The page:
Mozilla's mobile Firefox targets summer release

Mozilla's mobile Firefox is being designed to bring the full Web to handhelds

Packed with innovations from the desktop browser, Firefox for mobile is being designed to bring the full Web to handhelds.

You are one of 8 million users who just downloaded Firefox 3.0. But are you ready for Firefox for mobile?

Later this summer, Mozilla hopes to unveil an alpha release of a mobile version of the popular desktop Web browser. A beta release could be available by year-end. The development project for mobile Firefox, with the code name Fennec (a species of fox), was launched in October 2007. It promises to deliver in open source a full, power-efficient Web-browsing capability for smartphones and other mobile devices. 

Mobile browsing, at least in the United States, was transformed by Apple's iPhone, with its touchscreen user interface and on-board, proprietary Safari browser. Though not the first full mobile browser (Opera Mobile was one forerunner), Safari threw a dramatic light on Web access from handhelds.

"With the iPhone, people have a sense that they can or should be able to browse the full Web," says Jay Sullivan, vice president of mobile for Mozilla. "We're in that camp: We're going for the full Web."

The Safari way

Unlike many other early mobile browsers, Safari can access existing Web sites directly, instead of sites with content stripped down and tailored for the small screens and keyboards of handhelds. It can give full access to some Microsoft SharePoint sites, for example. In addition, Safari's touch interface makes it easier for users to manipulate Web pages.

Mobile Firefox is one of several efforts to bring the full Web to mobile devices, a major step forward from the so-called microbrowsers that for the most part have made surfing the Web on a handheld a cumbersome, frustrating process. Start-up Skyfire Labs  and Bitstream's ThunderHawk are two other efforts, both of which run the browser instance on a server.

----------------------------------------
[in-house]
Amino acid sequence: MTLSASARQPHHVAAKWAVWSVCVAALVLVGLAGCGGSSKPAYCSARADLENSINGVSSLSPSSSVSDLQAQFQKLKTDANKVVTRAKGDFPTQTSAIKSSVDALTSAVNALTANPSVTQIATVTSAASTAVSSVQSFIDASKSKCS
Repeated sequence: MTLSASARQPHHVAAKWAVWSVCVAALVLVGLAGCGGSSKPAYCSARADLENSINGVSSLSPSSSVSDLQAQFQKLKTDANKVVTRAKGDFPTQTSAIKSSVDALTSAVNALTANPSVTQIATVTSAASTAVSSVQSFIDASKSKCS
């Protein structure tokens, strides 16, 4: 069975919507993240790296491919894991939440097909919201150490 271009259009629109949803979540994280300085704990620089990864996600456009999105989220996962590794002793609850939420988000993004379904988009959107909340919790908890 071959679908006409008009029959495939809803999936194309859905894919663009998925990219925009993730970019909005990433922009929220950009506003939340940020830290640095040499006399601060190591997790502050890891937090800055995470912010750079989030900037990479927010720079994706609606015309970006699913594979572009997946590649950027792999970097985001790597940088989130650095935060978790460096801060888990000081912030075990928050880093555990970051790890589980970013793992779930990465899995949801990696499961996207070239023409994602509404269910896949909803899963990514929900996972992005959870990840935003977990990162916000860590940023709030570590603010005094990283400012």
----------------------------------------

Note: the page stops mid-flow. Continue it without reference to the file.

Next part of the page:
Mobile Firefox wants to outstrip Safari in ease of use and performance while opening up the browser so users can extend its features as dramatically and easily as they can today with the desktop product. "It's for Web sites that people [today] are living in and working with," Sullivan says. "People browsing the Web from a mobile device don't expect an 'alternative universe' which lacks features they're used to."

The desktop Firefox

The first step is using the just-released desktop Firefox 3.0. Users will find many of the same features in the mobile browser, notably the new, "awesome bar," which is a vastly smarter URL box that can be used to do keyword searches of your URL history and bookmarks. Firefox 3.0 also includes improved security and uses vastly less memory than Firefox 2.0. The awesome bar will be even more important on the phone, because typing with a phone keypad is so laborious, Sullivan says.

Prototype of mobile Firefox shows the "awesome bar," which uses the URL bar to do intelligent keyword searches to find a Web site, with action buttons that execute with a single click. This page has been dragged to the right, to expose the browser control buttons. The alpha version is expected out this summer.

The core of all this innovation is the heart of mobile Firefox. The mobile browser will use the same core HTML Gecko rendering engine that's found in desktop Firefox, with full JavaScript capability and AJAX (a set of tools and features for building interactive Web applications). Gecko is also used in the ThunderHawk mobile browser, and the browser Nokia developed for its Nokia N810 Internet tablet.

The results of the open development process over the past 10 months have been impressive, says Kerry McGuire, director of strategic software alliances for ARM, the British chip maker with U.S. offices in Austin, Texas. ARM licenses its CPU technology to such wireless giants as Qualcomm, Texas Instruments and others for a wide range of mobile devices. A couple of ARM engineers have been actively engaged in the mobile Firefox project, studying the issues of porting it to a range of the company's chip platforms, including several scheduled for release in early 2009.